9 Upcoming Concerts in San Antonio To End 2017 with a Bang

Jaime Monzon

As Halloween looms, it's hard not to think about how Thanksgiving and winter holidays are quickly approaching making us ask, "Where has this year gone?" I guess we've just been too busy turning up at concerts like Metallica and Janet Jackson. Or shows at Paper Tiger like Big Freedia, and House of Kenzo's Snack Ball. Yeah, it's been a crazy year for shows here in the Alamo City, so we're doing you a solid and letting you know which concerts you need to check out before we bring in 2018.

Iron and Wine

Thursday, November, 2

Photo via Instagram, ironandwinetour

“Naked As We Came” and a lot of Iron and Wine’s catalog, represented a time in the early-to-mid 2000s when “indie” music was beginning to become more popular and was creating a shift in the singer-songwriter aesthetic. Artists like Iron and Wine, Jose Gonzalez, Joanna Newsom, and Sufjan Stevens (when he wasn’t writing full on orchestrations) approached songwriting with simply an instrument and a melody, allowing audiences to focus on the timber of these artists’ voices and how they interacted with their instruments. $40.25, 7pm, The Aztec Theatre, 104 N. St. Mary’s St., (210) 812-4355, theaztectheatre.com.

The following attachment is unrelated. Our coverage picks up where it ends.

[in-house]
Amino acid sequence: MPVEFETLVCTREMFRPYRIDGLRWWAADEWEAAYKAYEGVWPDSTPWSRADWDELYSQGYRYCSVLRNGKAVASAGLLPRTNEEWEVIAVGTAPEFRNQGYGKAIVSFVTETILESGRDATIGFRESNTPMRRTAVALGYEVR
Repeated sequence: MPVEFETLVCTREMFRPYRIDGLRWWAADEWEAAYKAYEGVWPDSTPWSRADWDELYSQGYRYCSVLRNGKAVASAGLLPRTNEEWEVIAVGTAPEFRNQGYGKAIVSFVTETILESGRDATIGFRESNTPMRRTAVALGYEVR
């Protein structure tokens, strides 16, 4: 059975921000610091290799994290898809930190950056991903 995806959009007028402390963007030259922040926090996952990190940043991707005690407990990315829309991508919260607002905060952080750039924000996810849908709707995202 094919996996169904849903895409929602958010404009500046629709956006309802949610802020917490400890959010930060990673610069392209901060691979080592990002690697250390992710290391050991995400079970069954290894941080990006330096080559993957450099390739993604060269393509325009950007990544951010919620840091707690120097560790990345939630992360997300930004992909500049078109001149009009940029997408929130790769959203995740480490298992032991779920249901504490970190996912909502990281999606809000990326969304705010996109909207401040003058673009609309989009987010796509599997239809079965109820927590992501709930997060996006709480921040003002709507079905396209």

Friday, November 3

click to enlarge COURTESY MATISYAHU
courtesy Matisyahu

I was 18 years old when I bought Youth, the debut LP from then-Hassidic Jewish rapper Matisyahu. While I was listening to a lot of different types of music in the early aughts, there was something just fucking weird and alluring about this dude rapping/singing/beatboxing in an full-on Orthodox Jew ensemble talking spirituality and using a Jamaican accent. And even if you didn't get down with Jehovah, or even listen to reggae, Matisyahu was able to blend in elements of hip-hop and indie rock for a sound that garnered him international recognition and a Grammy-nomination for Best Reggae Album in 2006 for Youth. With a new album out, Undercurrent, the artist is proving that even though he may not share the same sentiments as he once did on earlier albums, there’s always room for spiritual and artistic growth. $29-$89, 8pm, Empire Theatre, 224 E. Houston St., (210) 226-5700, majesticempire.com.

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